Thank you for your perspective on this. If the chinese prefer greener teas i don't understand yancha anymore :D . But for the rest this rings quite true. I do understand the lazyness argument of greener oolongs requiring less labour. It sometimes pops up in my mind when drinking some "gaoshan" that's too green for my palate. In regions where the yield is lesser i think it might also be a question of reducing the risk of making mistakes. The longer the process the more mistakes can happen and ruin a batch of leaves. But it causes a loss of know-how among producers i think. And in the end you are right it can't be attributed to a single thing. Monocausal explanations often fall short. But it's always interesting to discuss which factors were involved and which of them might have had the biggest impact.
Tillerman wrote:
Thu Jan 10, 2019 9:48 am
One of the big problems in dealing with these aspects of tea history is that, even though the period in question is relatively recent, there is so little documentation available. That said, I believe the weight of evidence supports the theory you suggest. In the 90's Taiwanese gaoshan were becoming greener (though this was not an overnight phenomenon.) At the same time there was significant Taiwanese investment in the Anxi tea industry and Taiwanese methods were being brought into the region. For example, traditional Anxi TGY was a twisted leaf tea but in the 90's became a ball rolled tea of the sort we now know. So I think it is a fair assumption to say that the Taiwanese production strongly influenced the "greening of Anxi." As you know, of course, the Taiwanese gaoshan is produced predominantly using the Qing Xin Wulong cultivar, not Tie Guan Yin and I believe that difference is one of the major reasons these teas are favored by many over the Anxi teas. Bok also is correct, I think, in his observation that Chinese tend to prefer greener teas in general.

For what it's worth, I find modern Anxi TGY to be thin, weedy and vegital - wholly disagreeable. That said, however, I am not sure that Muzha TGY is really much like Anxi TGY used to be. For starters, the ball rolled method began in Muzha in about 1939 and, based on the samples of "traditional" Anxi TGY that I have tasted, is a heavier roast. Although it is not easy to find, there are vendors who carry traditional Anxi TGY. One of the very best of these is Zhen Tea (https://www.zhentea.ca/.) They offer a traditional Anxi TGY that is twisted, not ball rolled - and it is mighty tasty.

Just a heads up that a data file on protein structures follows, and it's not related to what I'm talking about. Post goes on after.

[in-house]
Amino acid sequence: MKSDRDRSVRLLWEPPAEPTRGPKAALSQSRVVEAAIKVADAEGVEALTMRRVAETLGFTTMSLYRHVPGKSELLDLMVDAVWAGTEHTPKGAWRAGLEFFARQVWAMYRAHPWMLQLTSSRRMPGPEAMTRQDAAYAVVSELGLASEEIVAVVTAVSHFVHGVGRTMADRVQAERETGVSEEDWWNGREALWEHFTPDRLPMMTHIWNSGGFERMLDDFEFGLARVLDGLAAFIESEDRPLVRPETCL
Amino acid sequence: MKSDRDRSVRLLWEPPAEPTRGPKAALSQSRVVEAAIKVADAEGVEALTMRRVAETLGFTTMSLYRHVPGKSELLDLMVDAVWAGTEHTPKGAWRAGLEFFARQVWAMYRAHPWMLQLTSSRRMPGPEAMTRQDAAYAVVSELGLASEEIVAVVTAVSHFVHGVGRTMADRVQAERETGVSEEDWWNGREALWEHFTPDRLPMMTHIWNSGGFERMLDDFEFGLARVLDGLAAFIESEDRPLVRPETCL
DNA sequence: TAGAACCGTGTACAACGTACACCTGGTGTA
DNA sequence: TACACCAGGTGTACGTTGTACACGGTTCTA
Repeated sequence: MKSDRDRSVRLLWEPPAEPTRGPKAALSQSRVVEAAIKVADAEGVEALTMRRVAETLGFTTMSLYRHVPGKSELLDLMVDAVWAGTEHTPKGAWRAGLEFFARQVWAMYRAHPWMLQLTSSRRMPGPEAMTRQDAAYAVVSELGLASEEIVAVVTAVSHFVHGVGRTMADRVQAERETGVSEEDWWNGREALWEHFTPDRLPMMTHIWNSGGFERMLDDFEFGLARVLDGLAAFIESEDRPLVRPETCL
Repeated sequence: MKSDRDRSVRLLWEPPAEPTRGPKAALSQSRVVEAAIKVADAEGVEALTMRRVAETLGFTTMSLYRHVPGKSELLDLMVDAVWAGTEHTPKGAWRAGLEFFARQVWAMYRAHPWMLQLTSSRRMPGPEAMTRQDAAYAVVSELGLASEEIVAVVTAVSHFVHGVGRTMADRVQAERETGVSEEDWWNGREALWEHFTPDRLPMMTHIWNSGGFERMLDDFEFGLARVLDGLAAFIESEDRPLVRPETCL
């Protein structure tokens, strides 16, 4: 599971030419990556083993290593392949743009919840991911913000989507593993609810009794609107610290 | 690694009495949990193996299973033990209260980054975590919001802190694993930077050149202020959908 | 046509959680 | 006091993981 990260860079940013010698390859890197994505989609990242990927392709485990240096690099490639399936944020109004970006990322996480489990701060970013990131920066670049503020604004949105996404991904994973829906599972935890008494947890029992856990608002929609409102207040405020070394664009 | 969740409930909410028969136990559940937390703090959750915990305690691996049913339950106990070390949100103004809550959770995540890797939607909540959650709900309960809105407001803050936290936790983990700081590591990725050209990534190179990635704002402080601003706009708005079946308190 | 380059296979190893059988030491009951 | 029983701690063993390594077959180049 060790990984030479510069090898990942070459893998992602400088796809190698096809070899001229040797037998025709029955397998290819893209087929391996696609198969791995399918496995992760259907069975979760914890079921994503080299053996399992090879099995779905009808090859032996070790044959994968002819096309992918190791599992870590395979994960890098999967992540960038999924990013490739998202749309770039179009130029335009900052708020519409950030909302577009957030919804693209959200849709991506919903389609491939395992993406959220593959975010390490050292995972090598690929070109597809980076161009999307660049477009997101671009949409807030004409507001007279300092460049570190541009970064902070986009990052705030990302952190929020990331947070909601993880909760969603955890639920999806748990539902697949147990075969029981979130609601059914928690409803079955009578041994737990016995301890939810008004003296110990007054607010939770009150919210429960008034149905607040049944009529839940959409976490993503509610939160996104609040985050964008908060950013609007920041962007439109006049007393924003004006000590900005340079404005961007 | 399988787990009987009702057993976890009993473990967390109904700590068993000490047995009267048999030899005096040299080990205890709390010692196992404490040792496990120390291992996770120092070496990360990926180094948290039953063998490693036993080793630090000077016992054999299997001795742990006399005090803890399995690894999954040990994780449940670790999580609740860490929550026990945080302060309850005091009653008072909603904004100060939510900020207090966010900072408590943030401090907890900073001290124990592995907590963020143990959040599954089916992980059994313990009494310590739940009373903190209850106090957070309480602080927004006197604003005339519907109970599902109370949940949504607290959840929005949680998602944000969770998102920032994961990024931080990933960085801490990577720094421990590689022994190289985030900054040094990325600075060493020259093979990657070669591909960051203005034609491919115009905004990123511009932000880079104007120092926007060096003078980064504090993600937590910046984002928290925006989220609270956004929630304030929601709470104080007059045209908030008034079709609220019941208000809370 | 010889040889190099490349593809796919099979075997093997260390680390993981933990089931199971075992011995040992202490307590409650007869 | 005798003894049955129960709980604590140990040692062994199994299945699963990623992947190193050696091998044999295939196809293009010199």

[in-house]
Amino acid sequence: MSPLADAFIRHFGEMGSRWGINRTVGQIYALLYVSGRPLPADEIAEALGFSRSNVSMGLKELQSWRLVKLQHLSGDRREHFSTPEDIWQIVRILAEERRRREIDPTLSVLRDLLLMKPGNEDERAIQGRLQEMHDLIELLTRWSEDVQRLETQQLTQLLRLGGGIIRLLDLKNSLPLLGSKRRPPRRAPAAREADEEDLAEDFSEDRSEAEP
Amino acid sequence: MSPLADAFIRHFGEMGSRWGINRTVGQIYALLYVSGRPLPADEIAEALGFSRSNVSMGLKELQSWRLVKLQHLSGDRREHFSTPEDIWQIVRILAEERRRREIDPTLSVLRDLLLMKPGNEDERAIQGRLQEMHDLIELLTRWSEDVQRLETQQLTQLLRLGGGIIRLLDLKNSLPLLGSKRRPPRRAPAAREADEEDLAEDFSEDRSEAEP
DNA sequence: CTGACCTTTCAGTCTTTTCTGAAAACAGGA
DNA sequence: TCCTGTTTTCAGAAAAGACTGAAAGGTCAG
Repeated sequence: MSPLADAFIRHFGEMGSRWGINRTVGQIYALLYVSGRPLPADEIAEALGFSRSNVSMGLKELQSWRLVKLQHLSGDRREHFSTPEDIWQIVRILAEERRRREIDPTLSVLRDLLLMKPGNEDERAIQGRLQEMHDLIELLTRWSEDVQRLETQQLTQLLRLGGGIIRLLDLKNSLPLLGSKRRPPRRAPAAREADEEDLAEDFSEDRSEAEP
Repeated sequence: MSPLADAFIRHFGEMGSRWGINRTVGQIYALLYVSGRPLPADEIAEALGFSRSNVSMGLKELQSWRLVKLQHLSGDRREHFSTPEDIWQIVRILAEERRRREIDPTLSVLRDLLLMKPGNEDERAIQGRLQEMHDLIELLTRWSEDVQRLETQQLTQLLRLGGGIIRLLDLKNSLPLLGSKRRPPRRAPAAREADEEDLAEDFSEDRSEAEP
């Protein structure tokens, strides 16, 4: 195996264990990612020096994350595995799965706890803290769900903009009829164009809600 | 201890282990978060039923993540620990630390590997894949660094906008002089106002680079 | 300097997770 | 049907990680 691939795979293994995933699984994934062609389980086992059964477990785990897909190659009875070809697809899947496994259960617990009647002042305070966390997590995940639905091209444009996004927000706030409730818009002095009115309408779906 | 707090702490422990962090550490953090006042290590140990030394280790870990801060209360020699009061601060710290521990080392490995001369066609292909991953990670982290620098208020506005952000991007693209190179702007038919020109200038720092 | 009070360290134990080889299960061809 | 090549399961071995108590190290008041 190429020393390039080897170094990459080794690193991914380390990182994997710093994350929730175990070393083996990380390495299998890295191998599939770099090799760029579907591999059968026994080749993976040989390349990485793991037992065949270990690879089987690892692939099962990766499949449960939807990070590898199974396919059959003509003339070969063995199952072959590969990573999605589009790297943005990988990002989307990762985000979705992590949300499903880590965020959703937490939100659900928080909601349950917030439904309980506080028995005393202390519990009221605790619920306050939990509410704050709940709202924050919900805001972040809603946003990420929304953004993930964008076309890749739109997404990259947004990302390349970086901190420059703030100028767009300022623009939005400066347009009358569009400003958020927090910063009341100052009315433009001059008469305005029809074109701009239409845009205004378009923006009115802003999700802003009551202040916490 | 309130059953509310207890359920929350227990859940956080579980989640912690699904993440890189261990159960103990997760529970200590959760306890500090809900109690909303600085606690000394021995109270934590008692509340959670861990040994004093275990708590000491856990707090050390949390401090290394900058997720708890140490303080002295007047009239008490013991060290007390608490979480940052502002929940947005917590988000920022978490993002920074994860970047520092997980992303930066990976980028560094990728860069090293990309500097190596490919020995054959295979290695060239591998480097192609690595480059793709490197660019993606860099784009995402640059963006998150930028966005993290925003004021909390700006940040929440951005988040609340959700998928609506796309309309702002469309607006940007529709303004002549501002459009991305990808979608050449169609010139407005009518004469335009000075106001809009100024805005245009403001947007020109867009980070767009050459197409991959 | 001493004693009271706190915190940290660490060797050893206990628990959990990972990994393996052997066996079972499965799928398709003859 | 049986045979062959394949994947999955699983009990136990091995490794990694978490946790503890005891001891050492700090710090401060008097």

Thanks to you as well for your points. Makes for interesting reading. Very interesting that anxi TGY only started being rolled tea 30 years back while the Muzha variety has been processed that way for a long time. I really must put in an order form Zhen Tea sometime then to taste the "original" style. Looks very interesting.
So do you think that the Qing Xin cultivar is just better suited to a greener/lighter processing method than the TGY and are favored over the Anxi teas because of that or do you see other differences?

Today i'm having a taiwanese Rougui from 2012 made by @Tillerman's Laoshi which i enjoy very much. Such smooth taste and really nice mouthfeel.
User avatar
Bok
Posts: 1649
Joined: Wed Oct 04, 2017 8:55 am
Location: Taiwan

Sat Jan 12, 2019 7:26 am

@wuyiyancha China is a very large country and one needs to separate mass market and the premium sector for tea people with lots of money. From what I have learned, tea is very regional in taste in China. You drink what you and your family always drank, unless you are a tea geek.

Yancha is but one region in a rather small area compared to the whole country. Production is so little that the premium harvest is hard fought for by the richest in China, with some crumbs falling off to the rest of the worlds tea enthusiasts...

Or so it seems to me.
User avatar
OCTO
Posts: 194
Joined: Wed Aug 15, 2018 6:25 pm
Location: Penang, Malaysia

Sat Jan 12, 2019 8:29 am

Bok wrote:
Sat Jan 12, 2019 7:26 am
wuyiyancha China is a very large country and one needs to separate mass market and the premium sector for tea people with lots of money. From what I have learned, tea is very regional in taste in China. You drink what you and your family always drank, unless you are a tea geek.

Yancha is but one region in a rather small area compared to the whole country. Production is so little that the premium harvest is hard fought for by the richest in China, with some crumbs falling off to the rest of the worlds tea enthusiasts...

Or so it seems to me.
Many of the high end YanCha , though reachable, is very much unattainable by many of us. The price is simply too high to pay for a brew of tea.

Cheers!!
Post Reply